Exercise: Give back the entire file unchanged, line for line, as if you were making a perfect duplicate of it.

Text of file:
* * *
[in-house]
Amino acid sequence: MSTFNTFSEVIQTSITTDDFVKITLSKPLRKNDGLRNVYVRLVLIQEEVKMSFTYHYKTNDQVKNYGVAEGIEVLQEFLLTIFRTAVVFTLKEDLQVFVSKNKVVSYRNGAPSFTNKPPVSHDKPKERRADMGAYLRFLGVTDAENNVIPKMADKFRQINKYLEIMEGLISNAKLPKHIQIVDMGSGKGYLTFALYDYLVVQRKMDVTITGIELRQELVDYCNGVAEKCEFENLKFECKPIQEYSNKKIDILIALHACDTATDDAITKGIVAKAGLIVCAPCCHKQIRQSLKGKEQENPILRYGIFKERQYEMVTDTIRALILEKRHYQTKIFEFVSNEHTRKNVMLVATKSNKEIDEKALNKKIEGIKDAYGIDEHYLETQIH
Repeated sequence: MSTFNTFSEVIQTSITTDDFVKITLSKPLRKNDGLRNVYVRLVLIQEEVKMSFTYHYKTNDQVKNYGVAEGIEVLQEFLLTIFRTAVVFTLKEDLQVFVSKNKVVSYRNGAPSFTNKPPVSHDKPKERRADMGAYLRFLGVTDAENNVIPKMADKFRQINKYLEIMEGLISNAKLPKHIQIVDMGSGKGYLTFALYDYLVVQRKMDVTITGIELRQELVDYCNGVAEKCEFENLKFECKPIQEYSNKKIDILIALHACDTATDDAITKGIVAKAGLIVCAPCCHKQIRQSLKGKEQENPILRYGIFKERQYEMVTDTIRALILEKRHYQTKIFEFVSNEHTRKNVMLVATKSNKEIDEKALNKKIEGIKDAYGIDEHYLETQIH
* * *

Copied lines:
[in-house]
Amino acid sequence: MSTFNTFSEVIQTSITTDDFVKITLSKPLRKNDGLRNVYVRLVLIQEEVKMSFTYHYKTNDQVKNYGVAEGIEVLQEFLLTIFRTAVVFTLKEDLQVFVSKNKVVSYRNGAPSFTNKPPVSHDKPKERRADMGAYLRFLGVTDAENNVIPKMADKFRQINKYLEIMEGLISNAKLPKHIQIVDMGSGKGYLTFALYDYLVVQRKMDVTITGIELRQELVDYCNGVAEKCEFENLKFECKPIQEYSNKKIDILIALHACDTATDDAITKGIVAKAGLIVCAPCCHKQIRQSLKGKEQENPILRYGIFKERQYEMVTDTIRALILEKRHYQTKIFEFVSNEHTRKNVMLVATKSNKEIDEKALNKKIEGIKDAYGIDEHYLETQIH
Repeated sequence: MSTFNTFSEVIQTSITTDDFVKITLSKPLRKNDGLRNVYVRLVLIQEEVKMSFTYHYKTNDQVKNYGVAEGIEVLQEFLLTIFRTAVVFTLKEDLQVFVSKNKVVSYRNGAPSFTNKPPVSHDKPKERRADMGAYLRFLGVTDAENNVIPKMADKFRQINKYLEIMEGLISNAKLPKHIQIVDMGSGKGYLTFALYDYLVVQRKMDVTITGIELRQELVDYCNGVAEKCEFENLKFECKPIQEYSNKKIDILIALHACDTATDDAITKGIVAKAGLIVCAPCCHKQIRQSLKGKEQENPILRYGIFKERQYEMVTDTIRALILEKRHYQTKIFEFVSNEHTRKNVMLVATKSNKEIDEKALNKKIEGIKDAYGIDEHYLETQIH